Coral Reefs

, Volume 35, Issue 1, pp 155–167 | Cite as

Tectonic subsidence provides insight into possible coral reef futures under rapid sea-level rise

  • Megan I. SaundersEmail author
  • Simon Albert
  • Chris M. Roelfsema
  • Javier X. Leon
  • Colin D. Woodroffe
  • Stuart R. Phinn
  • Peter J. Mumby


Sea-level rise will change environmental conditions on coral reef flats, which comprise extensive habitats in shallow tropical seas and support a wealth of ecosystem services. Rapid relative sea-level rise of 0.6 m over a relatively pristine coral reef in Solomon Islands, caused by a subduction earthquake in April 2007, generated a unique opportunity to examine in situ coral reef response to relative sea-level rise of the magnitude (but not the rate) anticipated by 2100. Extent of live coral was measured from satellite imagery in 2003, 2006, 2009 and 2012. Ecological data were obtained from microatolls and ecological surveys in May 2013. The reef was sampled at 12 locations where dense live hard coral remained absent, remained present or changed from absent to present following subsidence. Ecological data (substratum depth, live coral canopy depth, coral canopy height, substratum suitability, recruitment, diversity and Acropora presence) were measured at each location to identify factors associated with coral response to relative sea-level rise. Vertical and horizontal proliferation of coral occurred following subsidence. Lateral expansion of live coral, accomplished primarily by branching Acropora spp., resulted in lower diversity in regions which changed composition from pavement to dense live coral following subsidence. Of the ecological factors measured, biotic factors were more influential than abiotic factors; species identity was the most important factor in determining which regions of the reef responded to rapid sea-level rise. On relatively pristine reef flats under present climatic conditions, rapid relative sea-level rise generated an opportunity for hard coral to proliferate. However, the species assemblage of the existing reef was important in determining response to sea-level change, by providing previously bare substrate with a source of new coral colonies. Degraded reefs with altered species composition and slower coral growth rates may be less able to respond to climate change-induced sea-level changes.


Sea-level rise Subsidence Species identity Species diversity Coral reef flat Subduction earthquake 



The authors are grateful for support from Roviana Conservation Foundation, Nixon Tooler and staff of Zipolo Habu Resort, assistance with analyses from Robert Canto and David Callaghan, and discussions with the Australia Sea Level Rise Partnership. Satellite imagery was provided by Digital Globe. MIS, JXL, SRP, CDW and PJM received funding from Australian Research Council SuperScience Grant # FS100100024.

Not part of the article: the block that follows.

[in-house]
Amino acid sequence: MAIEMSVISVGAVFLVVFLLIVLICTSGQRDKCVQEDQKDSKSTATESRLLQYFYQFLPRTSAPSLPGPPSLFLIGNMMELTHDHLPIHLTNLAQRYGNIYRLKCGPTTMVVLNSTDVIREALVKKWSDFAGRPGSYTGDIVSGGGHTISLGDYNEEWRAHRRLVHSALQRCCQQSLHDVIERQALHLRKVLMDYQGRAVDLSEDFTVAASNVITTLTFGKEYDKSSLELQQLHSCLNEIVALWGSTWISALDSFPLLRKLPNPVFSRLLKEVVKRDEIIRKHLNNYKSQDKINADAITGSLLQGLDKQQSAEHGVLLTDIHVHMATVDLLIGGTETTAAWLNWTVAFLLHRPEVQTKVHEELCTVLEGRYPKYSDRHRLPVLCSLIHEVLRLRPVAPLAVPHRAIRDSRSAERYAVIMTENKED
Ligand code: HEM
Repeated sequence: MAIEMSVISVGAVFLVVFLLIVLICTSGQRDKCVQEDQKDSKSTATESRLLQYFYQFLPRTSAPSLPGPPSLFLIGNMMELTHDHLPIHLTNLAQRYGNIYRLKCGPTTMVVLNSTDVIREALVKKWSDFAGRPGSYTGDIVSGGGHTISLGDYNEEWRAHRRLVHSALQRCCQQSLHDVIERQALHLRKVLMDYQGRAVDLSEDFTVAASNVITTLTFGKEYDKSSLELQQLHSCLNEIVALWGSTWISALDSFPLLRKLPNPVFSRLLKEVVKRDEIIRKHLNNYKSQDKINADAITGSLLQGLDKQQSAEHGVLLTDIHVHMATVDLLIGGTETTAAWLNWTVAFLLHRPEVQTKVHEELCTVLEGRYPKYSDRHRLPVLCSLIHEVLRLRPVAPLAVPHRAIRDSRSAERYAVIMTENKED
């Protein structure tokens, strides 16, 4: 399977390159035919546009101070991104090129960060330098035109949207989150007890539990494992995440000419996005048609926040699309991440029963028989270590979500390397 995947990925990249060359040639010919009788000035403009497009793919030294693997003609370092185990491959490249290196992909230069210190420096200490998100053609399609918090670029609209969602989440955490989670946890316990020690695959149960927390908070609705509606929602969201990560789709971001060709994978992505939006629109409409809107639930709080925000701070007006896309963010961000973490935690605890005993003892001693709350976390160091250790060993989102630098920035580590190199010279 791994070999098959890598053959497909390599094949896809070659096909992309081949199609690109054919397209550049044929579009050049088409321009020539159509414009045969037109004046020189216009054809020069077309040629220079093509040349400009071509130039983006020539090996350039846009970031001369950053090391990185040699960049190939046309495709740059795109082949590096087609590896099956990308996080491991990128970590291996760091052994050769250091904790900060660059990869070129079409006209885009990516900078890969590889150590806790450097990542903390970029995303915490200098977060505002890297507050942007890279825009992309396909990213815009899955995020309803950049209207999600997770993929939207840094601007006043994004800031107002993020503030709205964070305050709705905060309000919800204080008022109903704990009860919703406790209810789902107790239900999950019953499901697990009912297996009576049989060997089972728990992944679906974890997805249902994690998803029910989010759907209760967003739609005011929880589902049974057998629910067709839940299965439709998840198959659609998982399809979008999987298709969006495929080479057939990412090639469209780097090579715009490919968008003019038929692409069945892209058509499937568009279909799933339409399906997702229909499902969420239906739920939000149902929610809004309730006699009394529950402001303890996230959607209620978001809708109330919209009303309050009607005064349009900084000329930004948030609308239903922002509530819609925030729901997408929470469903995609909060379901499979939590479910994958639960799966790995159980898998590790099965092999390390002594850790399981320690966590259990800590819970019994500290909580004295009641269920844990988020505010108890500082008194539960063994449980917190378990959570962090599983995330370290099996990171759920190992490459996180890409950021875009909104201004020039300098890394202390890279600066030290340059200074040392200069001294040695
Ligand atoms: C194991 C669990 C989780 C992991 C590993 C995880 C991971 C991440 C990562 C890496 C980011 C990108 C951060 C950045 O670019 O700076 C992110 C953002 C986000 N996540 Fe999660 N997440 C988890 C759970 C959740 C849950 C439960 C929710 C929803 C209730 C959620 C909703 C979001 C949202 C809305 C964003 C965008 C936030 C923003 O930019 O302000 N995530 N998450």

Supplementary material

338_2015_1365_MOESM1_ESM.tif (1.2 mb)
Fig. S1 Histograms of frequency of occurrence of substrate depth, coral canopy depth and canopy height (cm) at locations in three categories—corals absent in satellite imagery both before and after subsidence (Absent), corals absent before and present after subsidence (Change) and corals present both before and after subsidence (Present)—on the reef flat at Kundu Kundu Island, Roviana, Solomon Islands, measured in May 2013. Dashed vertical lines indicate 60 cm depth relative to mean low water springs, which was the water level prior to April 2007 when an earthquake caused 60 cm tectonic subsidence. Prior to 2007, substrate or coral canopy to the left of the dashed lines would have been exposed at low tide (TIFF 1258 kb)
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Copyright information

© Springer-Verlag Berlin Heidelberg 2015

Authors and Affiliations

  • Megan I. Saunders
    • 1
    • 2
    Email author
  • Simon Albert
    • 3
  • Chris M. Roelfsema
    • 4
  • Javier X. Leon
    • 1
    • 4
    • 5
  • Colin D. Woodroffe
    • 6
  • Stuart R. Phinn
    • 1
    • 4
  • Peter J. Mumby
    • 1
    • 2
  1. 1.The Global Change InstituteThe University of QueenslandSt LuciaAustralia
  2. 2.Marine Spatial Ecology Lab and ARC Centre of Excellence for Reef Studies, School of Biological SciencesThe University of QueenslandSt LuciaAustralia
  3. 3.School of Civil EngineeringThe University of QueenslandSt LuciaAustralia
  4. 4.School of Geography, Planning and Environmental ManagementThe University of QueenslandSt LuciaAustralia
  5. 5.School of Science and EngineeringUniversity of the Sunshine CoastMaroochydore DCAustralia
  6. 6.School of Earth and Environmental SciencesUniversity of WollongongWollongongAustralia

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